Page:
Esterification of Benzocaine
By: Nick Makowski and Monica Schaeffer
To practice the techniques of refluxing and vacuum filtration to perform an esterification reaction to create benzocaine from p-aminobenzoic acid
After ethanol and sulfuric acid added to p-aminobenzoic acid, solution became clumpy and then turned into a white foam
After refluxing, solution became more solid
Upon filtration, white benzocaine crystals formed
Mass of Substances-
p-aminobenzoic acid: 1.201g
Known= 88-90 °C
Experimental= 89-90 °C
Solvent front- 5.8 cm
Solvent- 1:1 hexane/diethyl acetate
p-aminobenzoic acid Rf value: 0.19
benzocaine Rf value: 0.34
See attached graphs
Solution movement/Solvent movement= Rf value
Ex: 1.1cm /5.8cm= .19
1) Because the product had a different Rf value than the starting product, the benzocaine is obviously not still p-aminobenzoic acid. Also, as the dots were fairly distinct, it seems to lead to the conclusion that there is no evidence that there is presence of the starting material in the reaction product.
2) The experimentally determined melting point tells us that our product is very pure. It was within the narrow range of the known melting point for our product, which indicates purity of our substance.
3) Our melting point range was almost exactly the same as the known melting point range for this compound. The known range is 88-90 °C, while our experimental melting point was 89-90 °C.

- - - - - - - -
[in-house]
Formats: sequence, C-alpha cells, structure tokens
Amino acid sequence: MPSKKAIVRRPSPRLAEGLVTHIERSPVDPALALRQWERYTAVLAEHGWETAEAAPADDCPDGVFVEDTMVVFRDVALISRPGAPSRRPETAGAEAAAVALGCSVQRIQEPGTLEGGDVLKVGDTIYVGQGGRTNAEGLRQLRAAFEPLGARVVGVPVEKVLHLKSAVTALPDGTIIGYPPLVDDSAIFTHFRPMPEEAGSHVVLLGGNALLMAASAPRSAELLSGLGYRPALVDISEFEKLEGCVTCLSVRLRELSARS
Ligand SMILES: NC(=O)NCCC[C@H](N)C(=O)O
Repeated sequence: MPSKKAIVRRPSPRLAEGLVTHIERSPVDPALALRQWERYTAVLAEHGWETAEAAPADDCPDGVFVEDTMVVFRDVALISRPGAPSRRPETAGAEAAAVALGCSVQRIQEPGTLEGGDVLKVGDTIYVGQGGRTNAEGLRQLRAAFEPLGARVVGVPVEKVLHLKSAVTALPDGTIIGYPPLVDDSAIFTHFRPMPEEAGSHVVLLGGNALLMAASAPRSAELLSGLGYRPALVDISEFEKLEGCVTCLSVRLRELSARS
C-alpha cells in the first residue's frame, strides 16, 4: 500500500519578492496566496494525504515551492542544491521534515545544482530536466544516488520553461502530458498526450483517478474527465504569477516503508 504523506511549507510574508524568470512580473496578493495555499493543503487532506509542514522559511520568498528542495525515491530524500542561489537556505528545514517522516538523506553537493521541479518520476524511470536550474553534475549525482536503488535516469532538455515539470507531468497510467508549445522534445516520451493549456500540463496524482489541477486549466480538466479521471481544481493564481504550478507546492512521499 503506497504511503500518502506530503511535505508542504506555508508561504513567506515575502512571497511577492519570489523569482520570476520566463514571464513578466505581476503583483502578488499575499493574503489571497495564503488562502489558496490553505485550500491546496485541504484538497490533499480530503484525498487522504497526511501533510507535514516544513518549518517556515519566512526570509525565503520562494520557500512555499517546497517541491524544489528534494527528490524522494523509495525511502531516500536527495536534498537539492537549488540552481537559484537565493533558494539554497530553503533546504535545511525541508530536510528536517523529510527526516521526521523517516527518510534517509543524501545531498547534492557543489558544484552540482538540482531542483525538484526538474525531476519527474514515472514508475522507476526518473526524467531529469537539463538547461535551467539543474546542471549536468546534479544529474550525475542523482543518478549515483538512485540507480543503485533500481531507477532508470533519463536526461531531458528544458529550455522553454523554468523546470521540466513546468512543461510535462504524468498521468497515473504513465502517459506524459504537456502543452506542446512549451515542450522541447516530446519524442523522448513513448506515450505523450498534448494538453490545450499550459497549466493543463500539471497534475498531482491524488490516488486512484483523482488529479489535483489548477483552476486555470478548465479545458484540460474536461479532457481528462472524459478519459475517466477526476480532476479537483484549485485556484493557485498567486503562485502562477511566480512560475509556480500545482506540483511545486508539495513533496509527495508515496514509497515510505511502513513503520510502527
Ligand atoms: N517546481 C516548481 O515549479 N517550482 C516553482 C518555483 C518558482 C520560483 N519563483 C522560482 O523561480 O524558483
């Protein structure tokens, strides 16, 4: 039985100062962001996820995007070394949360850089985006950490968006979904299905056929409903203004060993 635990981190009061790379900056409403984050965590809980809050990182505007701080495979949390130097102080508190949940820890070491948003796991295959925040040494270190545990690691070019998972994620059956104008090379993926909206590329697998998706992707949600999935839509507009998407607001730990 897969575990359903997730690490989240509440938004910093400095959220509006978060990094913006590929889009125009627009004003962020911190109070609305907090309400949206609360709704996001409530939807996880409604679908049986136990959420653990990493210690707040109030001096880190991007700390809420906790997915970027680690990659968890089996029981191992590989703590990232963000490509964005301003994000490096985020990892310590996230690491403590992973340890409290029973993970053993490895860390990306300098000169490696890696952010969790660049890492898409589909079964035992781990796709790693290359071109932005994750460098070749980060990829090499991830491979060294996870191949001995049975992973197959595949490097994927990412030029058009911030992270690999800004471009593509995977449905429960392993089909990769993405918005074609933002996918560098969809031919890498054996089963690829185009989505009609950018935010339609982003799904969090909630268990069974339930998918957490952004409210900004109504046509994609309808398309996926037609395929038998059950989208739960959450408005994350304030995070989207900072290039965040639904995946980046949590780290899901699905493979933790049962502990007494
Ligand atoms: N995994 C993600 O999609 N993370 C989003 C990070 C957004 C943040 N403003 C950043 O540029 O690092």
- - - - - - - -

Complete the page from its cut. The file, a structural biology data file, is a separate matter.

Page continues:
4) While the range from 450-1700 looks fairly similar for both the p-aminobenzoic acid and the benzocaine, there are some notable differences. These include the absence of the bump at 3660 on benzocaine’s spectrum that is there on the starting material’s spectrum. Also, there is a strong peak between 460 and 500 on benzocaine’s, and only a strong peak at 460 for the starting material’s spectrum. There is a moderate peak for p-aminobenzoic acid at 2982.3, while benzocaine’s peak at the exact same spot is not as strong. These observations could lead to the conclusion that benzocaine is no longer p-aminobenzoic acid.
It seems we were successful in producing benzocaine by esterification based on results of melting point, IR spectroscopy, and TLC analysis. The melting point we received was within the range of the known melting point. Also, the TLC analysis produced two distinct, different-valued points that were obviously different substances. IR spectroscopy showed similar, but distinct products. We did not have any problems during this experiment. These results indicated that we had a pure product.